published as Auckland, Shore should gift museum to region, NZ Herald, 20 Mar 2000

 Financing Motat

Keith Rankin, 14 March 2000


On March 2, the "Motat Act" was passed into law, obliging each constituent council within greater Auckland to contribute to the running and development of Auckland City's Museum of Transport and Technology (Motat). The new Motat funding regime follows a template already set for the War Memorial Museum, and may be adopted more widely.

While pleased that the future of Motat has been secured, I would like to question the assumption that the Motat Act is equitable, and to explore some of its implications.

A truly equitable form of regional funding should leave households of similar economic status all paying the same rates for the same services. The Motat Act, on the other hand, is going to aggravate inequalities between say Auckland and Manukau ratepayers.

The scenario embodied in the Motat Act sees Auckland City ratepayers paying 44% of the levy, Manukau ratepayers paying 18%, North Shore ratepayers paying 17%, others 21%. The alternative was Auckland City paying close to 100%.

Rates are a proportional tax, not a service fee. They are levied on households in proportion to their ability to pay. (A fee, unlike a tax, is charged as a fixed amount to all users.) The money raised is used by city and district councils to purchase services on behalf of their residents.

To provide the same levels of services, the Manukau and Waitakere councils must levy the same average rate per household as the Auckland and North Shore councils, despite their property values being much lower on average. Thus households in less affluent cities pay higher rates (or enjoy fewer services, or lower quality services) than persons of similar economic status who happen to live in the more affluent Auckland and North Shore.

If we want to retain a decentralised local government structure - and there are many reasons to favour local self-determination over centralism - we have to accept such inequalities. However, there remains a moral onus for the more affluent councils, whose residents pay lower rates, to provide regional facilities. A philanthropic approach to public finance on the part of Auckland and North Shore represents a solution to the problem of intra-regional inequity.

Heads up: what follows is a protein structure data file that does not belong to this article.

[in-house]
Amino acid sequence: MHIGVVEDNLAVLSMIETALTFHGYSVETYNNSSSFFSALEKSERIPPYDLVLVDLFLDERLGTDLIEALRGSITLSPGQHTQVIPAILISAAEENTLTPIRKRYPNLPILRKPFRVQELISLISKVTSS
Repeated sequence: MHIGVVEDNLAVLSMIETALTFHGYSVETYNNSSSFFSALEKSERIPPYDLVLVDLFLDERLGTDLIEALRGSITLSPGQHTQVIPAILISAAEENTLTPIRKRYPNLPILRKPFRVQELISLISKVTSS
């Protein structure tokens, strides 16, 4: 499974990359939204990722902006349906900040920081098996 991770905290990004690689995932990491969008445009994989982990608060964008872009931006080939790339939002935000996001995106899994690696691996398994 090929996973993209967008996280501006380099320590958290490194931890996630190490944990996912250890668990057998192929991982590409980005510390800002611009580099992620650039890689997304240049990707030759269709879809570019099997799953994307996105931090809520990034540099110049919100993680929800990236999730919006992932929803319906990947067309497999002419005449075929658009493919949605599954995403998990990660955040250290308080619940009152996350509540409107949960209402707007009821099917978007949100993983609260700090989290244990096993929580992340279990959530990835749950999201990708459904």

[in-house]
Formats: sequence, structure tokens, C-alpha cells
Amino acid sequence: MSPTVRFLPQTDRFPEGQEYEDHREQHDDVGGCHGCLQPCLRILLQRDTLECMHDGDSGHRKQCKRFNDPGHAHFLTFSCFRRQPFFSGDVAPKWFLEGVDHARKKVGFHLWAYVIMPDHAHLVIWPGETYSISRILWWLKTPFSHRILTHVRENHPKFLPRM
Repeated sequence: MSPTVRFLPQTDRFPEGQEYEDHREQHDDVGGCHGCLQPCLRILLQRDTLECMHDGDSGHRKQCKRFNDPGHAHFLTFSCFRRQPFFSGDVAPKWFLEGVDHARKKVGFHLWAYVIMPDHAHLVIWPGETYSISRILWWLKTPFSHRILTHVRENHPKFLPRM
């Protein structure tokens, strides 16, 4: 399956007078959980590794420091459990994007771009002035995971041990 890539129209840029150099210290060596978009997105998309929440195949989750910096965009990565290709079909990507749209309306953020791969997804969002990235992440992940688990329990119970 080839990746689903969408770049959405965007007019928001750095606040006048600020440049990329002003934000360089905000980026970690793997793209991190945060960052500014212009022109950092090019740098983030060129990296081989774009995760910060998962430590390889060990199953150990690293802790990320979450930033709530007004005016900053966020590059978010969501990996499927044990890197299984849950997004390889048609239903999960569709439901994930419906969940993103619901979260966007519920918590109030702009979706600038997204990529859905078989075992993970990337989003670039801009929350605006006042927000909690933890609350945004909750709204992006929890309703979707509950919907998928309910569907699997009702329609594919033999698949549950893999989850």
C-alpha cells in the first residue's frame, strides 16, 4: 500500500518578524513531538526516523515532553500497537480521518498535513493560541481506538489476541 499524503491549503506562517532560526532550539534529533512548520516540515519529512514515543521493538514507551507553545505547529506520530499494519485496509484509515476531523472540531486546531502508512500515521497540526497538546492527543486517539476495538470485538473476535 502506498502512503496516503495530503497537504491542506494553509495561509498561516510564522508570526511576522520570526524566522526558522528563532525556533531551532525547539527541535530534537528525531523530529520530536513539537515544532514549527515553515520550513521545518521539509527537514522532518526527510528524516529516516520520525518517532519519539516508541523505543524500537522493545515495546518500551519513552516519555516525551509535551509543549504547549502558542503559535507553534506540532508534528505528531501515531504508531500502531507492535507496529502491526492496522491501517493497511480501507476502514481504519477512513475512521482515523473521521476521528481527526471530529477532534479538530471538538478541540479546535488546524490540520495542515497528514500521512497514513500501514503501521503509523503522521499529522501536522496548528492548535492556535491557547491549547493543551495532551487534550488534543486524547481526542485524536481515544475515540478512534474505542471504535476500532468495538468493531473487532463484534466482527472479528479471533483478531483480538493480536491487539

An equitable local solution to Motat's cash problem would have been for the Auckland City Council to take full responsibility for Motat, while requesting an appropriate "donation" from the North Shore City Council. Unfortunately it is a sign of our times that each council is trying to pare its spending to the bone, and plays zero-sum games with other councils as a part of that process. The consequent lack of willingness by the affluent to support an efficient regionwide public economy makes us all the poorer.

Funding Motat as a gift from Auckland City to the Auckland region is both more equitable and incurs fewer transaction costs (eg negotiation and administration costs) than the funding regime mandated by the Motat Act.

An alternative way to achieve equity within Auckland is Geoffrey Palmer's proposal to replace Auckland's seven councils with a Greater Auckland Council (GAC), which would then ensure equitable rating across the whole of greater Auckland. Palmer's plan also envisages a GAC able to raise revenue in addition to rates.

This proposal scares me, as it would represent the beginning of a regime of reducing national taxation and replacing it with regional taxation. A national system of regional taxation would reduce the extent to which Auckland taxes support the rest of New Zealand.

The Auckland tax subsidy to the rest of New Zealand is a direct parallel to any gift or subsidy paid by Auckland City to the Auckland region. Likewise, a generalised application of the Palmer proposal would be a national equivalent of a general application of the Motat Act.

The same issue reappears when looking at New Zealand's relationship with Australia. Australia (like Auckland City and North Shore combined) insists that New Zealand (analogous to Manukau) makes its share of defence contribution and pays a share of Australia's welfare bill. Once again, the relatively rich levy the relatively poor, increasing the income gap between Australians and New Zealanders.

At present poorer communities are making unacknowledged gifts to richer communities, at the local, national and international levels. Workers from Manukau City commute to Auckland, creating rateable wealth for Auckland City. Otago graduates create wealth in Auckland. "Human capital", trained and educated at considerable expense in New Zealand, generates revenue for Sydney and Canberra. New Zealand gets nothing from Canberra, except invoices.

It is right (ie efficient and equitable) that richer jurisdictions - whether on a local, national or international scale - should make gifts or subsidies for the benefit of their regions. That represents a flow of public funds from richer to poorer jurisdictions, which partly counters the drain of human capital from poorer to richer locations.

The Motat Act, on the other hand, defines equity in a worrying new way. The achievement of equity between councils creates greater inequality between households.

The principles behind the Motat Act represent fiscal arm-twisting of poorer communities by richer ones. It is equitable and efficient for the rich to give, not to take.


Rudman's city - Parliament makes waves of its own with Motat Act, NZ Herald, 8 Mar 2000

Bill will ensure funds for Motat, Central Leader, 1 Mar 2000

Row looms on regional levy, NZ Herald, 14 Feb 2000

Outsiders clogging library, council told, Central Leader, 25 Jun 1999

© 2000   Keith Rankin

Rankin File | 2000 titles